The aim of this paper is to discuss the formulation, aims and objectives of key social policies and initiatives relating to the social inclusion of young people and employment. The paper will discuss two pieces of policy implemented over two different governments. For the most part the emphasis is on how government youth policies and youth services respond to the needs of young people in transition from school to employment.
This paper will be divided into three parts, part one will give an overview of the policy context
Social Policy refers to the development of welfare, social administration and policies of the government used for social protection. Social policy is related to the governmental approach of development of social services towards formation of a welfare state (Alcock, 2003). Coffey ( 2004) goes on to explain that the British welfare state is associated with 'poor laws' established to cater to the needs of the poor. Social policy is not just an academic subject but relates to social and economic conditions of a country, how to promote these conditions for the development of a welfare state. Social policy, administration and social work are all aimed at the administration of welfare and the main areas of concern include tackling of social problems, administration of health, education and employment services, community care, crime and disability. Social policy is also related to issues of race, poverty, gender and the relevant collective responsibility of society and community. Social policy is heavily dependent on related disciplines of social work, psychology, law, economics, sociology, politics, economics, philosophy and public health.
According to Burch et al (1991), Policies are "courses of action, whether intended or unintended, that are deliberately adopted or can be shown to follow regular patterns over time.", and Social policies "have to do with human beings living together as a group in a situation requiring that they have dealings with each other." (1991, p.2)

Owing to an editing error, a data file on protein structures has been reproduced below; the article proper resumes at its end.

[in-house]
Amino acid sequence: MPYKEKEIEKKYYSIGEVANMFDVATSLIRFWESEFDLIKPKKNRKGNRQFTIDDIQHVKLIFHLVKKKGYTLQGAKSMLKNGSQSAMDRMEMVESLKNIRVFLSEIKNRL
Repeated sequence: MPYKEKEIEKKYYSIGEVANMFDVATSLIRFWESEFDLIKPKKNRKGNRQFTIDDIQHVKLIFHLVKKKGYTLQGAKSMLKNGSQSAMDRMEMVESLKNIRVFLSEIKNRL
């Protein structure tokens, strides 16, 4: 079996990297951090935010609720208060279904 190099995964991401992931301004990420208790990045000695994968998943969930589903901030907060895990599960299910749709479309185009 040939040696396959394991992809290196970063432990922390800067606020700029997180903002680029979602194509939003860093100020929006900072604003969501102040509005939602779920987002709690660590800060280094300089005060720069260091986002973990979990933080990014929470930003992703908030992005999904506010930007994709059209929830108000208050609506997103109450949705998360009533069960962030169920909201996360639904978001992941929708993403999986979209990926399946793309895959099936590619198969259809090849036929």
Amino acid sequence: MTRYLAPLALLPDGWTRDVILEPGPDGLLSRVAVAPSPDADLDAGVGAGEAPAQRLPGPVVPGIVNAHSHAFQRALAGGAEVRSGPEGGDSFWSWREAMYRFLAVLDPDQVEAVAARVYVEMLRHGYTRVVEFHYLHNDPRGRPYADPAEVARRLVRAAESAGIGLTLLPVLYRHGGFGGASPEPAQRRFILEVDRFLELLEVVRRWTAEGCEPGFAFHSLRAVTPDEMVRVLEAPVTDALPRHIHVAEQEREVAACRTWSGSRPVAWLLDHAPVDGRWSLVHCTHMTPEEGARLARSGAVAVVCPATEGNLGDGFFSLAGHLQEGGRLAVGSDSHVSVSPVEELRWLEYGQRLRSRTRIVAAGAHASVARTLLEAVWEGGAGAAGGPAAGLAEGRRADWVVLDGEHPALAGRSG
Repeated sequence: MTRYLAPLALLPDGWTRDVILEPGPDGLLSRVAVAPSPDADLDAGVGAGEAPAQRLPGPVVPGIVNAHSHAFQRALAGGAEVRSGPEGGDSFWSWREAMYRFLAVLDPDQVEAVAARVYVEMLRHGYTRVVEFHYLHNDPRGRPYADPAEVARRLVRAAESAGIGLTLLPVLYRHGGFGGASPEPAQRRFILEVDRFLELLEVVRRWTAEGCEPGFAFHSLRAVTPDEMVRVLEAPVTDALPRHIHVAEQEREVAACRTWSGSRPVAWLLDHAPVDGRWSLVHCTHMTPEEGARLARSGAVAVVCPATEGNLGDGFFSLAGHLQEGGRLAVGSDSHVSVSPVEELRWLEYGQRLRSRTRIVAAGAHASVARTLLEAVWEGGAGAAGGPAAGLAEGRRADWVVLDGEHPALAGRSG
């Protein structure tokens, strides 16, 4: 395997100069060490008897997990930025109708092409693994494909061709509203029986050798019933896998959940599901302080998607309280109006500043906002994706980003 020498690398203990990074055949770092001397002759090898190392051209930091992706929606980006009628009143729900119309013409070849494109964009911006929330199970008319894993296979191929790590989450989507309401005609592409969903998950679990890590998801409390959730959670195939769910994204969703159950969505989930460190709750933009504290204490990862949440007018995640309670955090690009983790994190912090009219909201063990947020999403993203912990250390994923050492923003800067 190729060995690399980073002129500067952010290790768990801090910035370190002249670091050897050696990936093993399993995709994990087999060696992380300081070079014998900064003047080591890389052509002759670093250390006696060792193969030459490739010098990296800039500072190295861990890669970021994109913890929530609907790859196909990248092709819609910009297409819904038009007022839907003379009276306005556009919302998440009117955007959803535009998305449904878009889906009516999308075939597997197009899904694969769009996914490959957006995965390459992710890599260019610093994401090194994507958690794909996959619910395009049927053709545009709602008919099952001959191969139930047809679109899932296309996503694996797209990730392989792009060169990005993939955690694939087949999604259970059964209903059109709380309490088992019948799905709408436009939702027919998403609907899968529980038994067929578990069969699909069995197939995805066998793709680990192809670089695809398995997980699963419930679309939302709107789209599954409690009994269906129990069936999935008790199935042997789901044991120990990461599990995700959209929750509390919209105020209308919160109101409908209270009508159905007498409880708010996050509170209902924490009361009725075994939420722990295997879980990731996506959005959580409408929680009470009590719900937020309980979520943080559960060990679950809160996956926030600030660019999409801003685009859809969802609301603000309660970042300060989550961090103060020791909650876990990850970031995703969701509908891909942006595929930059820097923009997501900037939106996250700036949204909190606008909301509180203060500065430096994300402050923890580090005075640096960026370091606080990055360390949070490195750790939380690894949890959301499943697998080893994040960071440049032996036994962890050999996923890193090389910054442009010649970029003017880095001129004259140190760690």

The purpose of youth policy is to create conditions for learning, opportunity and experience which ensure and enable young people in most cases 16-25 to develop the knowledge, skills and competences to be actors of democracy and to integrate into society, in particular playing active part in both civil society and the labour market. The key measures of youth policies ar eto promote citizenship learning and the integrated policy approach. (Lasse, 2005). The conventional international definition of youth includes those age between 15 and 24 years old. The sense of this definition is that it runs from the earliest acceptable school leaving age to the age at which most people will have completely third level education. In practice of course, the definition adopted in different countries varies for the purposes of defining youth policy. In some countries, entry into the labour market can occur before 15 years. On the other hand, in many countries, the transition between education and the labour market may not be completed until the late twenties or early thirties.
According to Bell and Blanchflower (2010) the ages between 16 and 24 are generally associated with transition from school to work. Individuals make these transitions at different age groups, usually conditional on the level of education that they attain. They